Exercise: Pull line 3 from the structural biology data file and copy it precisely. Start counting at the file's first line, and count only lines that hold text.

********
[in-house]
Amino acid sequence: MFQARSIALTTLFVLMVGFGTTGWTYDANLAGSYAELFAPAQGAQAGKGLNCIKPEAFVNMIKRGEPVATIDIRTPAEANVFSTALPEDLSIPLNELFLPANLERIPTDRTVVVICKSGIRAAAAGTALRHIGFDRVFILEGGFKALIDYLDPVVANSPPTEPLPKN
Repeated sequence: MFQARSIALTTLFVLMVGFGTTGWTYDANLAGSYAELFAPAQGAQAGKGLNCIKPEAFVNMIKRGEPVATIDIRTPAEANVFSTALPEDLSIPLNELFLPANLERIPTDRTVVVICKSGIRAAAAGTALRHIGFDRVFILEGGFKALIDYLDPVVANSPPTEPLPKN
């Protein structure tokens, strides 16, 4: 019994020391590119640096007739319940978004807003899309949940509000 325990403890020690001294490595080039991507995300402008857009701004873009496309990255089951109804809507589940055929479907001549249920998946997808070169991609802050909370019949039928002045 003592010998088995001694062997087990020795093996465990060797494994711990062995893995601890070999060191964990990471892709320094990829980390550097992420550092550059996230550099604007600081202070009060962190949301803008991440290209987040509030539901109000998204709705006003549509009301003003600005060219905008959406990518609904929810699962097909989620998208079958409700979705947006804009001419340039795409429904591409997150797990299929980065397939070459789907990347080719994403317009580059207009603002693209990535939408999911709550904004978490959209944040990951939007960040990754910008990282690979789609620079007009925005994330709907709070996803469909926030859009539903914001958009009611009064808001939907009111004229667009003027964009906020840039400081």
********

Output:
Repeated sequence: MFQARSIALTTLFVLMVGFGTTGWTYDANLAGSYAELFAPAQGAQAGKGLNCIKPEAFVNMIKRGEPVATIDIRTPAEANVFSTALPEDLSIPLNELFLPANLERIPTDRTVVVICKSGIRAAAAGTALRHIGFDRVFILEGGFKALIDYLDPVVANSPPTEPLPKN